Album Review: Pixies' 2016 "Head Carrier"
A pillar and long-standing influence of the alternative rock scene, the Pixies, are back in the saddle with their late summer 2016 release of Head Carrier, and it’s not winning many fans over with its rather pedestrian and unsalted tone. It’s been 25 years since their last studio album unless you count the triple EP release of Indie Cindy in 2014 –some of which was barely recognizable as Pixies material. Relax diehards; I said some.
Head Carrier brings a new permanent addition to the band’s bass guitar position, Paz Lenchantin. Paz came into the fold after the recording of Indie Cindy, although she does appear on the deluxe edition tracks of the 2014 release. Before joining the Pixies, Lenchantin worked with several noteworthy bands. Her résumé includes full-time bass and vocals for A Perfect Circle and Zwan. She’s also contributed to albums for bands like Queens of the Stone Age, Brightblack Morning Light, Silver Jews, and Trust Company among others.
The rest of the lineup are original members Frank Black (a.k.a. Black Francis) on vocals and rhythm guitar, David Lovering on drums and percussion, and Joey Santiago on lead guitar and keyboards.
Of course, the obvious missing bandmate is former bassist Kim Deal (also of The Breeders), who left the Pixies in 2013 after several reunions. But if you’re reading a Pixies album review, chances are you already know who’s who.
The newest album isn’t the raw mix of surf punk/start-stop/quiet-loud –you know, the good shit that put the Pixies on the map in the 80’s and 90’s. However, at least half of the songs on the album are worth a second and third listen.
The new offering opens with title song "Head Carrier", featuring a milder, smoother version of the muddy guitar work we’re used to from the band, plus a little shoegaze reminiscent of 90’s alternative. "Classic Masher" has a poppy feel and brighter tone with Paz’s vocals in the background. The third track, "Baal’s Back", features Black Francis’ primal scream we fell in love with on Doolittle and Trompe le Monde –think Debaser and The Sad Punk, respectively.
As you progress into the middle tracks of the disc, "Might as Well Be Gone", is where I want to get off the bus. It’s too sweet and innocent for anything under the umbrella of the Pixies. The tempo of the record picks up again on the fifth and sixth tracks with "Oona" and "Talent", with a surf-rock sound and more interesting lead-ins. Tracks seven, eight, and nine "Tenement Song", "Bel Esprit", and "All I Think About Now": rather forgettable.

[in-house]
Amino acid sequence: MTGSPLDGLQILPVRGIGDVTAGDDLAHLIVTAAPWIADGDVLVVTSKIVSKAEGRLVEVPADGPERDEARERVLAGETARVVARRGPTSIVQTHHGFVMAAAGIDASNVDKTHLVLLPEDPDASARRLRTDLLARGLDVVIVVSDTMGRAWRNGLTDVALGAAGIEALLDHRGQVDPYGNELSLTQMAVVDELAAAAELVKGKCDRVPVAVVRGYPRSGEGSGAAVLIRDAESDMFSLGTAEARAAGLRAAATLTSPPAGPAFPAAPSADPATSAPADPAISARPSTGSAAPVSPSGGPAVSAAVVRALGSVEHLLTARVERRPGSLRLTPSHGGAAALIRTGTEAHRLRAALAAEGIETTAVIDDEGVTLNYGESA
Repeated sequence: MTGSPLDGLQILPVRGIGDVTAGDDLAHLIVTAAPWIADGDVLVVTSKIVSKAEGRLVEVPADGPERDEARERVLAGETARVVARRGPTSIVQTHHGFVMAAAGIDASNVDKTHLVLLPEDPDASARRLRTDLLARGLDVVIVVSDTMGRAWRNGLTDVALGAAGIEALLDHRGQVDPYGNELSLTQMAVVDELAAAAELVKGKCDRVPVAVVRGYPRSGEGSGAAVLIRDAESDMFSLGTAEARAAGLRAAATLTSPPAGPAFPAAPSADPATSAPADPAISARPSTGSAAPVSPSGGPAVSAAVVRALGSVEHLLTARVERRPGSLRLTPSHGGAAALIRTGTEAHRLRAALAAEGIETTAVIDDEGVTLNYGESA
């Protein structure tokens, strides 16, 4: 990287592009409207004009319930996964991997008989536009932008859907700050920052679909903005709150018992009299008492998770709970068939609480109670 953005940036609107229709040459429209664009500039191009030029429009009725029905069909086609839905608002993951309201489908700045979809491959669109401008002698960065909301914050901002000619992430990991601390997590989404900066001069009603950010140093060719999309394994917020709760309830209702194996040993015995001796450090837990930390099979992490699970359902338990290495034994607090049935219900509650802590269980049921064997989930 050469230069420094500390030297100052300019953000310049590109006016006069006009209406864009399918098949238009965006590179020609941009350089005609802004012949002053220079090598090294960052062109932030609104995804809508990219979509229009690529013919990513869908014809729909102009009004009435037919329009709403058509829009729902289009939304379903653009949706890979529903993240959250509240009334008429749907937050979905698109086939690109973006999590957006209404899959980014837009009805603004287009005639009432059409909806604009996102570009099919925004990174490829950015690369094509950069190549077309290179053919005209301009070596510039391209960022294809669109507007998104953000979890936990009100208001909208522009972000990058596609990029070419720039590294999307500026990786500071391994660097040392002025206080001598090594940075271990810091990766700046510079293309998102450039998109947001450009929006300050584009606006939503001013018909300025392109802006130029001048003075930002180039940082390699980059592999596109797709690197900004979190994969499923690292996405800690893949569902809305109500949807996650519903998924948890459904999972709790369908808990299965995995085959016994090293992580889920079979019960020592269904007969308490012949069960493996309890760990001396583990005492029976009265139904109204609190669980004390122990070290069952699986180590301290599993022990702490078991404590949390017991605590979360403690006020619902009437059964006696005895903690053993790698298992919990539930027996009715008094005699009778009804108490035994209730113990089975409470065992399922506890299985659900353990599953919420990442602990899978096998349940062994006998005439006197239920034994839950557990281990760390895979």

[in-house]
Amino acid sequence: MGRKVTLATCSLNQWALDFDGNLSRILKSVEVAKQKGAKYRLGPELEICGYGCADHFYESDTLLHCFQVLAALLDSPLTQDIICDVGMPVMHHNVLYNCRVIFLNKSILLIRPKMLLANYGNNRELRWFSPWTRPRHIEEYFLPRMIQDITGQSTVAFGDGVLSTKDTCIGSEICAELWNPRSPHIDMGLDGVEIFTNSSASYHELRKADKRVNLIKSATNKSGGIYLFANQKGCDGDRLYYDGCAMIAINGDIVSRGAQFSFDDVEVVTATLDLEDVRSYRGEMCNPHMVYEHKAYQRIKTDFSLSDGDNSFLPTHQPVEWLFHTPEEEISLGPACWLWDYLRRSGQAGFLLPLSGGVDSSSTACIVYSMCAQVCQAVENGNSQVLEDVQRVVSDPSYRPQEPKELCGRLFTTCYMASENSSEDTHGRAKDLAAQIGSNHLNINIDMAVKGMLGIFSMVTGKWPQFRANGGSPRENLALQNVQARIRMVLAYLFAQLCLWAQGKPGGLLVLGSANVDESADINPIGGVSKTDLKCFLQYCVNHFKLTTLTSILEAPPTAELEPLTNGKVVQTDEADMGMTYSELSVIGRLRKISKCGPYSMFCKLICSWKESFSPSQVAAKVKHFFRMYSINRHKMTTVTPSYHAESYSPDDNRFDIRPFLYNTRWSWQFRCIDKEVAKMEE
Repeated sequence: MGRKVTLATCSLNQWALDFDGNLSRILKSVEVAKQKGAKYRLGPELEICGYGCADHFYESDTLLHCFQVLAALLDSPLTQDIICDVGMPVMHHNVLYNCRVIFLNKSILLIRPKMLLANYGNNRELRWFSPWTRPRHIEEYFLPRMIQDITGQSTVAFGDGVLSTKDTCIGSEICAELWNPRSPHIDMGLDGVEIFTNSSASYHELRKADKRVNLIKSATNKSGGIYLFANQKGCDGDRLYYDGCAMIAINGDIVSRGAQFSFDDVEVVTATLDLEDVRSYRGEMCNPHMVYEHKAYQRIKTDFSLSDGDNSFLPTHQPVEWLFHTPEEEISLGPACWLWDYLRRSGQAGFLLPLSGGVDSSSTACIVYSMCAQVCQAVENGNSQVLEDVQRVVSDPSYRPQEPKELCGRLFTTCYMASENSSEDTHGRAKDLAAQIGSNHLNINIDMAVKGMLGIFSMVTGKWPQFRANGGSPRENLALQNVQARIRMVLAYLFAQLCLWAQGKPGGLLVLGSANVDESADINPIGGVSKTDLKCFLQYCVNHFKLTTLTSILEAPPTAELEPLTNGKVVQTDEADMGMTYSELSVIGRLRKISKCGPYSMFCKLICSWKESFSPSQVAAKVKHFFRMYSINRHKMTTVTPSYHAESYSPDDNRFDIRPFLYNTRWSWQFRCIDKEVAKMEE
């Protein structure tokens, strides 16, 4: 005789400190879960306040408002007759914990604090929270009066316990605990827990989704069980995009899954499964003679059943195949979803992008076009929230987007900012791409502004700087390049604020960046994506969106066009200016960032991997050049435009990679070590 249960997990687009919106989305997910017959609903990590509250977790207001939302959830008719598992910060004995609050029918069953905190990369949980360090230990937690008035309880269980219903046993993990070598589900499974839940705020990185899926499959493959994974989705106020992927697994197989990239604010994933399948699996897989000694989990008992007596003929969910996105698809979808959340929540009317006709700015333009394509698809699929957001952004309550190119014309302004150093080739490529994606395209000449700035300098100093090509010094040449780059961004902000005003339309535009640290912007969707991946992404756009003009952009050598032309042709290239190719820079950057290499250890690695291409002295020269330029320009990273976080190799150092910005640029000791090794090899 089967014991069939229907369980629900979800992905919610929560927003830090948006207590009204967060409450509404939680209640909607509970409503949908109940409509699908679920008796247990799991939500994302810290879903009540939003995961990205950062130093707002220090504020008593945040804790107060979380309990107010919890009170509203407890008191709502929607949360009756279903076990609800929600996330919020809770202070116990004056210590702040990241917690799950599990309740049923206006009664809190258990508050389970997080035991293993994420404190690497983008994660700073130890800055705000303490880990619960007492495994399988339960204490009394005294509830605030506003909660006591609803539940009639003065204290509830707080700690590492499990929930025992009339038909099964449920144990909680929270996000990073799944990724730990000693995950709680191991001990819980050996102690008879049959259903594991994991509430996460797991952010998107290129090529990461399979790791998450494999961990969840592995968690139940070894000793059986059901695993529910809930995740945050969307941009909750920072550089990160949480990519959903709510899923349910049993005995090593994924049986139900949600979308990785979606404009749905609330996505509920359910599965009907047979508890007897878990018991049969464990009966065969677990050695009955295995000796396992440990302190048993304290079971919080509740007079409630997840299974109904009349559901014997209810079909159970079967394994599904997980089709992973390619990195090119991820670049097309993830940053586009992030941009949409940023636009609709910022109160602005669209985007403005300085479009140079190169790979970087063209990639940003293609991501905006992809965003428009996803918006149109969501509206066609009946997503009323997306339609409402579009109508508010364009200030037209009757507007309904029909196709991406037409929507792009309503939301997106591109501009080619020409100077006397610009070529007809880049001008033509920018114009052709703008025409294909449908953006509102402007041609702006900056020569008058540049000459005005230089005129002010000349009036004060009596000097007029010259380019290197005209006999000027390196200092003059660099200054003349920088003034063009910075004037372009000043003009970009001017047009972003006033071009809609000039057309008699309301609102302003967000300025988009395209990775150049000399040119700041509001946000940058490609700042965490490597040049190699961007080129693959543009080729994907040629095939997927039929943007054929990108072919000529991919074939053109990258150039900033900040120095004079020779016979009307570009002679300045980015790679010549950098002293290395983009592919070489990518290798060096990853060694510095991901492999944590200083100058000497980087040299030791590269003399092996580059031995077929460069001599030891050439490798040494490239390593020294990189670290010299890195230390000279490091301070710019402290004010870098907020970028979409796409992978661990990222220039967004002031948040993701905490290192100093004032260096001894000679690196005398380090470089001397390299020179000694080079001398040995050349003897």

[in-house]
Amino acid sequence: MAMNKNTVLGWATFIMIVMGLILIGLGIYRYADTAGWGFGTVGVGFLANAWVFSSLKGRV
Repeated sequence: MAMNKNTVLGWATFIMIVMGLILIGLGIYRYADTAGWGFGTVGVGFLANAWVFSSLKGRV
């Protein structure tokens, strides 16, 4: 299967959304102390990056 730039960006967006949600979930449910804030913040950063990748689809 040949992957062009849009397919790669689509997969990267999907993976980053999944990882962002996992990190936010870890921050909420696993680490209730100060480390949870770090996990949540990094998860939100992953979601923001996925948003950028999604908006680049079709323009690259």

Track ten, "Um Chagga Lagga", provides a much-needed pick-me-up, which might explain its position as the first single released from the album. This up-tempo track swoops in with a hint of west coast punk styled guitar licks and a dash of B-52’s nostalgia. The album rounds out with mild and melodic "Plaster of Paris" and "All the Saints", which may loosely fit into the mix of the 1990 LP Bossonova.
The biggest disappointment of the album is, oddly enough, also the biggest hope: Paz Lenchantin. Her backing vocals sound are the perfect accent and substitute, filling the enormous shoes of predecessor Kim Deal. Her bass playing doesn’t do the Pixies sound justice, and that’s no slight on Paz –maybe this isn’t enough of a challenge for her. It pains me to say that because Paz is an amazingly diverse and talented musician who’s proven she’s worth her salt in everything else she’s touched. But that does not a Pixie make. Just no.
Having said all of that, Head Carrier deserves some praise for a band that just came from a 20+ year hiatus. Lest we never forget, this is the band that heavily influenced our beloved Nirvana. Perhaps they’re evolving and shouldn’t be expected to sound the same for 30 years. Maybe we Gen-X’ers should roll with the changes.